دقيقتان مع الدكتور يحيى: أفكار للنهوض بالشعوب العربية ضمن مشروع نهضوي للعرب.
Two Minutes With Dr. Yahya: Series of articles in the Process of Philosophy of the Arab Manifesto on nation Building.
ضمن مقالات فلسفة المشروع العربي
The Philosophy of the Arab Manifesto
دقيقتان مع الدكتور يحيى: لقطات حول التربية في العالم العربي
الحلقة الأخيرة 12
للدكاترة : حسن يحيى
Snapshots On Education in the Arab World/12
Although the Arab region is considered oil-rich and wealthy, all indications point to its knowledge deficit. This fact is clearly conveyed in the “Arab Human Development Report: Building a Knowledge Society” that was issued in 2003 by the United Nations Development Program (UNDP). It pointed out that the Arab region trails behind all other regions in knowledge indicators, except sub-Saharan Africa. These indicators included the number of books, newspapers, radio stations, television channels, telephone lines, personal computers and Internet access.
A few small Arab countries have recently reversed this trend. For example, in the United Arab Emirates, nearly 30% of its nationals use personal computers, a number more than ten times those in Egypt. Also, the Emirate of Dubai has evolved its government transactions to electronic media. Furthermore, Dubai has established an electronic marketplace where all government agencies procure their needs in a totally transparent manner, with all of the benefits of vendor competition. This has allowed the eradication of inflated prices and agent fees in addition to hampering corruption. These examples prove that it is possible to benefit from advanced technology while preserving the local culture.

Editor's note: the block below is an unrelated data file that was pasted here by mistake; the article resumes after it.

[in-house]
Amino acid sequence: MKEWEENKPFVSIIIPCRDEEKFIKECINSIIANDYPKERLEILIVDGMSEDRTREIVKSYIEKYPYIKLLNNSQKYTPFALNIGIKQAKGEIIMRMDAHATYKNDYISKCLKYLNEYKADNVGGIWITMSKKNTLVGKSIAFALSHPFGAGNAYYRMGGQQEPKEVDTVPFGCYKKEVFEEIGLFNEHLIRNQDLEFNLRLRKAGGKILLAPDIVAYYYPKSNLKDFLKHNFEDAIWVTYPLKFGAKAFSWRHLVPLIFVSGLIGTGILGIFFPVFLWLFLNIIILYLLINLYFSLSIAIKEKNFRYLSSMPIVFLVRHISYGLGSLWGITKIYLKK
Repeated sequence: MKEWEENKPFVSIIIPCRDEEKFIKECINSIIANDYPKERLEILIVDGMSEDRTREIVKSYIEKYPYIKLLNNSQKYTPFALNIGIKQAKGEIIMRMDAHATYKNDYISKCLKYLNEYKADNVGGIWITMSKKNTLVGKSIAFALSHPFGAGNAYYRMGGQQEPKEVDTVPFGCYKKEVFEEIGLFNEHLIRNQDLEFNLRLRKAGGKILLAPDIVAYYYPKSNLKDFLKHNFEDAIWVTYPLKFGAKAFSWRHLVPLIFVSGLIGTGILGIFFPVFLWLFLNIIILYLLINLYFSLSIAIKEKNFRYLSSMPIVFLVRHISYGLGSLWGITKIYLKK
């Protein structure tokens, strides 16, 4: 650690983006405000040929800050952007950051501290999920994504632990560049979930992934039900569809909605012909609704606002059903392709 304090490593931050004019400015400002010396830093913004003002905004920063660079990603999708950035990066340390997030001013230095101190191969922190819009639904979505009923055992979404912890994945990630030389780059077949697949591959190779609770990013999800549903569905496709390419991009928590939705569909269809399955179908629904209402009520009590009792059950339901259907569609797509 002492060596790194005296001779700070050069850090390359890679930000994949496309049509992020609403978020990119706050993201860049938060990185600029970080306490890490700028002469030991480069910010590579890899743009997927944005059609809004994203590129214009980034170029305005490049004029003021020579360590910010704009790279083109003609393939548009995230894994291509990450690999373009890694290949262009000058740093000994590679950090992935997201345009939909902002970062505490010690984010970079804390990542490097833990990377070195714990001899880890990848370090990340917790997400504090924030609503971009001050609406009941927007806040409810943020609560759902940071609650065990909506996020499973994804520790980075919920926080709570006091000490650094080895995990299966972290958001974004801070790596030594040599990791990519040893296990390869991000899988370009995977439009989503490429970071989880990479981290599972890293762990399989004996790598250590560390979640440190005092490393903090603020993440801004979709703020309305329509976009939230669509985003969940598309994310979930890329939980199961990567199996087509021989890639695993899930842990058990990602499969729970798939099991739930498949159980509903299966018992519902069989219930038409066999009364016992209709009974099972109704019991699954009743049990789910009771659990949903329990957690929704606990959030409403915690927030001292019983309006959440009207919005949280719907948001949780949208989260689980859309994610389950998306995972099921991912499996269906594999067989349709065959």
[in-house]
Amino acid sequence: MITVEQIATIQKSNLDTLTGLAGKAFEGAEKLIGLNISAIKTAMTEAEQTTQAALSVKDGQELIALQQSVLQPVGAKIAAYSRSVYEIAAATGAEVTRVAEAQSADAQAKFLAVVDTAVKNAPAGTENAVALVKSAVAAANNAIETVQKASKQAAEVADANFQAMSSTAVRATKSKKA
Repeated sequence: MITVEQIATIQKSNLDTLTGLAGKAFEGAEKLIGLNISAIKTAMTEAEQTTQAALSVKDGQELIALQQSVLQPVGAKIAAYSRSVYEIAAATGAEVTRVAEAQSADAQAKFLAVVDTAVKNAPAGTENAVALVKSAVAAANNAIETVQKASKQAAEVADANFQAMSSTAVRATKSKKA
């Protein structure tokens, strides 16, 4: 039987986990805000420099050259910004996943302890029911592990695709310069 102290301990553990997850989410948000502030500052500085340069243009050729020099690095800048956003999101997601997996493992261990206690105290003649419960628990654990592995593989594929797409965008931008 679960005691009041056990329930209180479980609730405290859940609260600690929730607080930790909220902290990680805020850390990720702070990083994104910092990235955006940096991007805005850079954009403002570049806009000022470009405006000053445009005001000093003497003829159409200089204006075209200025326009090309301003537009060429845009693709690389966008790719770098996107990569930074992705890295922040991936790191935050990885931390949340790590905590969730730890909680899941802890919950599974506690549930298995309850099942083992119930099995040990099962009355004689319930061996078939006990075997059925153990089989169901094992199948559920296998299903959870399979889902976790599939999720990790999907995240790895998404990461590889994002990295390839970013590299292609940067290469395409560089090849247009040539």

In general, Arab countries show exceptionally inadequate performance in knowledge acquisition and generation. In terms of knowledge acquisition, one indicator is the efficiency of literature translation. As indicated in the UNDP Report, the number of books translated in twenty-two Arab countries during the early 1980s is equal to one-fifth of those translated into Greek. Knowledge generation does not fare any better. Although Arabs constitute 5% of the world population, they produce only 0.8% of the literary and artistic literature.
The situation is particularly acute in science and technology. Arab countries spend less than 0.2% of their national budgets on science and technology research and development. This is more than ten times less than the amount that developed countries spend. The results become clear if we consider the publication of scientific research papers and/or patent registration. Results of research conducted in Arab countries are rarely published in international professional journals. The number of patents produced by Arabs is meager; during the past two decades, South Korea registered in the U.S. over 44 times the number of patents from all Arab countries combined.
Reform of education can play a central role in economic development. Education is critical to a nation’s growth because it develops the minds of the young to be useful citizens. It must include teaching the young how to think for themselves and to have confidence in their knowledge. This requires highly respected and motivated teachers who are well versed in communicating with their students. Teachers must be kept abreast of new teaching methodologies, scientific breakthroughs and literary masterpieces. They must also be motivated by awards and recognized for excellence. Thus, teacher preparation and continued training become integral parts of the necessary reforms. (488 words)
@Hasan Yahya, Michigan, April 2012
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